I'm pretty sure there's no penalty for taunting in hockey. I'm positive there isn't going to be any penalty for Mario Lemieux's taunting Pittsburgh about his new hockey rink, either.
But I kinda wish someone would highstick him anyway.
At a groundbreaking ceremony for his new $290 million arena today, Lemieux told reporters it "wasn't a possibility" the Penguins would ever leave Pittsburgh ... despite the team's threats to the contrary, and Lemieux's well-publicized trips to other cities.
"We had to do a few things to put pressure on the city and the state, but our goal was to remain here in Pittsburgh all the way," Lemieux is quoted saying in the Tribune-Review. "Those trips to Kansas City and Vegas and other cities was just to go, and have a nice dinner and come back."
Is anyone surprised by this? Probably not. The Trib's editorial page will harrumph and use words like "perfidy," but for the rest of us, the surprise isn't that Lemieux was playing a game. The surprise is that he was such a bad sport after winning it.
He's apparently forgotten how sports stars are supposed to act when they get the big paycheck. Sure, you threatened to hold out or play elsewhere, but when the contract is signed, you smile for the cameras and say you're "just glad to be back playing for the best fans in the world. This is where I hope to end my career." You DON'T say, "Yeah, I took those dumb shits for everything I could. I WOULD have settled for $5 million less. But what the hell, it all gets paid by higher ticket prices anyway. Thanks, suckers!"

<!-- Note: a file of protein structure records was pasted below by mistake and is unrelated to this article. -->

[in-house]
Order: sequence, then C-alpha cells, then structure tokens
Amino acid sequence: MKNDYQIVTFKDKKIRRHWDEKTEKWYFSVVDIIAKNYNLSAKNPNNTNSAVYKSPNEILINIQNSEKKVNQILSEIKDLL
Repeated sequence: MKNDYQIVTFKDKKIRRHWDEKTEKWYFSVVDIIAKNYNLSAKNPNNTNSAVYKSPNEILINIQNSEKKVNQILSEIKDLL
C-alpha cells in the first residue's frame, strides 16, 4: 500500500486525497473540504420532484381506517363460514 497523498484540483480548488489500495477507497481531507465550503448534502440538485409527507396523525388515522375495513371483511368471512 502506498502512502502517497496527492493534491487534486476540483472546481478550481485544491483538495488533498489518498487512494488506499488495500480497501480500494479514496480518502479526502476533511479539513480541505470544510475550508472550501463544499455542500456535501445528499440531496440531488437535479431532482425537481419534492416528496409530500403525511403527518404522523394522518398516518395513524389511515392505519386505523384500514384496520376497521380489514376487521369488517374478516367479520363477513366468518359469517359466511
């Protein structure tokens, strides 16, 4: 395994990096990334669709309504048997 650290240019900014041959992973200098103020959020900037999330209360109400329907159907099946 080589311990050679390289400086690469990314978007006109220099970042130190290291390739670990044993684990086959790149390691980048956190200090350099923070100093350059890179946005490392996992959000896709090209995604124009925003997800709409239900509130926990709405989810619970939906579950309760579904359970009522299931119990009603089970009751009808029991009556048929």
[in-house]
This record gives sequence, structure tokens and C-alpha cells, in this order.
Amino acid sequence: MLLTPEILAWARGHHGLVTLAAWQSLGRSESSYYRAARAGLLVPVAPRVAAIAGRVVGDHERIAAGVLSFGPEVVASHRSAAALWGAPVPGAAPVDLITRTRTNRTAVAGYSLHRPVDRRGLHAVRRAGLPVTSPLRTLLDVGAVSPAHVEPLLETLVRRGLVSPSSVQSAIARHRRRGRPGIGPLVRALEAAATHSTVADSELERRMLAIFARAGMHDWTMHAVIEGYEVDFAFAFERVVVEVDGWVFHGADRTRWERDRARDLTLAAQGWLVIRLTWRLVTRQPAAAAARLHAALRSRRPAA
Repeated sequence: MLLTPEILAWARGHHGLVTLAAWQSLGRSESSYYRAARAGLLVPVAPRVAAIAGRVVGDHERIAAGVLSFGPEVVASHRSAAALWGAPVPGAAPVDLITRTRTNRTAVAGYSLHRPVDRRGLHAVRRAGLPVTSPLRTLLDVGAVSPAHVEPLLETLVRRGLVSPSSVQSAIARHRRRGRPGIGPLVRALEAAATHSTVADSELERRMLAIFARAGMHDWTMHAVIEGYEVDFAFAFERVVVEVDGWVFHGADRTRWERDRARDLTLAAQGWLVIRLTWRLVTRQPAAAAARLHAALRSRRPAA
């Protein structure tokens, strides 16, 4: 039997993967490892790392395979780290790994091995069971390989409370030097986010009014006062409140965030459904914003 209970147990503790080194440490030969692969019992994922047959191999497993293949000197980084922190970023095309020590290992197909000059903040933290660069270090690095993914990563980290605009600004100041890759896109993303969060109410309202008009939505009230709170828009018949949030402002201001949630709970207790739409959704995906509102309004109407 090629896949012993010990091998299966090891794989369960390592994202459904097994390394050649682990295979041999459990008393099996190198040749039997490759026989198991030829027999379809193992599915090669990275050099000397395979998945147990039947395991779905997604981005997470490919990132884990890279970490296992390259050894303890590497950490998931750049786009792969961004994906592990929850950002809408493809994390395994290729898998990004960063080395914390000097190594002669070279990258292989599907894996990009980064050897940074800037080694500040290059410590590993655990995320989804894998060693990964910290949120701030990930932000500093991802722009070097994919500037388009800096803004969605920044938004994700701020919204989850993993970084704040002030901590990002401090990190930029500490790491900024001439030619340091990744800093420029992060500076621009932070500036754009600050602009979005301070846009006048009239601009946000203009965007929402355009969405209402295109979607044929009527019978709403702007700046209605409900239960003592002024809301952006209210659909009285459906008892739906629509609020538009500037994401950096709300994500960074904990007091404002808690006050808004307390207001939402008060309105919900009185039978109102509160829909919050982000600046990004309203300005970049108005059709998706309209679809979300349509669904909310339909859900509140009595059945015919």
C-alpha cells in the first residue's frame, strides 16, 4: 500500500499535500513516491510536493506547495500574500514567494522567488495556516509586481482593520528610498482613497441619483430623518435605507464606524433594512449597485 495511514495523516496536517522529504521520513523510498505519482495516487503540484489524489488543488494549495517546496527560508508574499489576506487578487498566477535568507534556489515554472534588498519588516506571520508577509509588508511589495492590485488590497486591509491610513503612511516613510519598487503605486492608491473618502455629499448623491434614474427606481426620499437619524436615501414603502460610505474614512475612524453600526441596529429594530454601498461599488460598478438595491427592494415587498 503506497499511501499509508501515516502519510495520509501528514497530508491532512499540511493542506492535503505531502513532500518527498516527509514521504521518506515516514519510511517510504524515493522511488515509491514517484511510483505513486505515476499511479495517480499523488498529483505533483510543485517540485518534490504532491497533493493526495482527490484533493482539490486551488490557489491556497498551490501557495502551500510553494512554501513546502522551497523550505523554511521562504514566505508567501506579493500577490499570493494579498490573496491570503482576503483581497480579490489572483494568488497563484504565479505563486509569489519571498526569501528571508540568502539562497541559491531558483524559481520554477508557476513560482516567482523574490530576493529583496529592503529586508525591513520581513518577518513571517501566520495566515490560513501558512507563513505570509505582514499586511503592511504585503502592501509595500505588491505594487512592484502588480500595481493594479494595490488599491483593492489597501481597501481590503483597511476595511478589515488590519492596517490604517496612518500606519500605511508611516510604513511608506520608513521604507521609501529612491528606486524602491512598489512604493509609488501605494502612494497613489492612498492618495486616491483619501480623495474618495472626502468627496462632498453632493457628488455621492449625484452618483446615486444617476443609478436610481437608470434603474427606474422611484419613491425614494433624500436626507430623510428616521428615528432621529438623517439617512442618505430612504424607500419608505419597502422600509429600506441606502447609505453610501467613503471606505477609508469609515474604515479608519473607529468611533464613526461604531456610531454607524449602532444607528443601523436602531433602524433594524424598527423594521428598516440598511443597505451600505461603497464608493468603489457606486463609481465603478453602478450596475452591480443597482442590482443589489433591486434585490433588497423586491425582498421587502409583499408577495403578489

There are people who should feel betrayed by Lemieux's admission. I'm thinking of all the fans, the talk-show hosts and the people who called in, the folks who posted on blogs ... the rabid mob that bellowed FOR GOD'S SAKE DIDN'T THE REST OF US REALIZE THE PENGUINS WERE PRACTICALLY LOADING UP THE MOVING VANSRGHGHGHGHADHHXVXCSDF?!?!?!?!?!?!!!.
But it won't happen. For one thing, sports fans aren't as stupid as they like to pretend. I'm sure a lot of them knew it was all bullshit too, but were happy to help Mario out. At worst, some might feel like the loser in high school who gets pushed over by the starting quarterback: As he picks himself out of the cafeteria trash, bits of snickerdoodle in his hair, he says breathlessly, "He -- he -- NOTICED me."
In fact, the worst part about Lemieux's admission is he could say exactly the same thing on every talk radio show for the next six months. He could publicly light cigars with hundred-dollar bills, grind the embers out on the foreheads of homeless people, and laugh at their torment. And 10 years from now, he could start the whole give-me-a-new-arena process all over again ... and nothing would turn out any differently.
(Not that the Penguins would ever do something like that, of course. I mean team CEO Ken Sawyer told the Trib that "A new arena means we're here, in Pittsburgh, forever." Really, who could doubt such a heartfelt statement now?)
This is the thankless thing about opposing new stadiums. You can gripe about the Steelers and their already-healthy profit margins, and no one wants to listen ... until suddenly a few years later, people are wondering where the Rooneys get off asking for public money to build an ampitheater next door. You can argue that, just because a city retains a team doesn't mean residents will always be proud of it. But no one wants to hear it ... until the Pirates go a decade-plus without a winning season. You can point out in advance that Mario Lemieux is going to bullshit an entire region, and it won't prevent the tactic from working.
But hey. I'm sure that Pens fans are happy, and that local politicos would rather have Lemieux gloat than risk the ire of Pens fans. Plus, Lemieux is a great athlete, supports local charities, and does wonderful things. I guess we should be GRATEFUL he stuck around long enough to rub our faces in today's freshly-broken dirt.
But the next time an hockey player breaks his word, or sells the Pens out for a better deal elsewhere, I don't want to hear anyone complaining.